From what I have been told, the test is the primary metric by which schools decide whether or not to admit you. Schools in the US are certainly a little different and the admissions criteria remains a mystery from school to school. One of the long standing traditions of Japan is to post the examination results quasi-publically. Nowadays, you can view your examination (and similarly your admission status) online. However, they still go through the motions of posting the examination results on some form of a public bulletin board (with names redacted and test numbers shown). I personally experienced this with my oral interview/exam for the doctoral program. Although, no one told me about it and I only found out about the postings a few days after it was made. My advisor was nice enough to tell me only an hour after the interview that I passed.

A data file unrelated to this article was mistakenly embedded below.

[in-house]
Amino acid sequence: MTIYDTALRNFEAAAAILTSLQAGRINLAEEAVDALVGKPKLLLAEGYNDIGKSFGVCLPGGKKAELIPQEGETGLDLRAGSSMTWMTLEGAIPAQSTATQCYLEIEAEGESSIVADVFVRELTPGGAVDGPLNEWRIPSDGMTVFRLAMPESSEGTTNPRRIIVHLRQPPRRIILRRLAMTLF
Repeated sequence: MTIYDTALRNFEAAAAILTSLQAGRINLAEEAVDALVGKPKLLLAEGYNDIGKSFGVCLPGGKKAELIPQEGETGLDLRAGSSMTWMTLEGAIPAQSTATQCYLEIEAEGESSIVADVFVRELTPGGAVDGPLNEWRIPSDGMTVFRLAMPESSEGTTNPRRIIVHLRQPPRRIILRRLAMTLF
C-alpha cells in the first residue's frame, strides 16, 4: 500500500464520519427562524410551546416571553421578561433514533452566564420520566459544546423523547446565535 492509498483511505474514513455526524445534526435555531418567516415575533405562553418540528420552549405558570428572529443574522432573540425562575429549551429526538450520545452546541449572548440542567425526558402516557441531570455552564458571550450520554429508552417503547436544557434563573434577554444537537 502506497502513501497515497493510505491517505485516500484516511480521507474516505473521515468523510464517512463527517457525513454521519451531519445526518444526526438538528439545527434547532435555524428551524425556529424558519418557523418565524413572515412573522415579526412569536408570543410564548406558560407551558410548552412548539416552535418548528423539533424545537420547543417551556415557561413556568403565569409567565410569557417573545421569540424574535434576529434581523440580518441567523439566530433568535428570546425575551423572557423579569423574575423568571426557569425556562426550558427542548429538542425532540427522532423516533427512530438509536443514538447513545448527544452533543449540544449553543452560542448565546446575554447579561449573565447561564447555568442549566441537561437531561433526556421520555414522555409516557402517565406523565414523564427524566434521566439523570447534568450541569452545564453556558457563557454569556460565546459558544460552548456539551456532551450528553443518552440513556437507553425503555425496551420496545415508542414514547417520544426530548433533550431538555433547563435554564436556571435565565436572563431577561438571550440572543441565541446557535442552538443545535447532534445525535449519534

As for graduate-level admissions, the process is nearly the same. And from my personal observations, most Japanese students pursue a degree at the same university from which they completed their undergraduate degree. Now, this continuance of education is heavily dominated by the sciences – and that’s where my observations lie – so, I cannot comment on the flow of  students in the humanities. I do recall from the early 2000’s that engineering majors at my US undergraduate university were more interested in employment post-graduation than continuing on to graduate school. I cannot say if attitudes in the US have remained the same, but that mindset today is completely opposite in Japan. Most (nearly all) undergraduate students will continue after their four year degree and pursue and additional two years of graduate study in the same field (often in the same laboratory they were aligned upon graduation). About one semester prior to the completion of their undergraduate education yet another test is administered for graduate admissions (or, shall we say, graduate continuance). Thankfully, those tests are not all on the same day throughout the country. So, if you fail at your home university, you can try elsewhere. Procedures, obviously differ a little in the United States. Applicants typically look to the GRE as the largest hurdle prior to application (classes are over, so no possibility to go back and fix that poor GPA). But, aside from the standardized testing and letters of recommendation that are usually expected, there is not much a student must consider. However, if someone is looking to jump right into a PhD program, that’s where things get a bit fuzzy.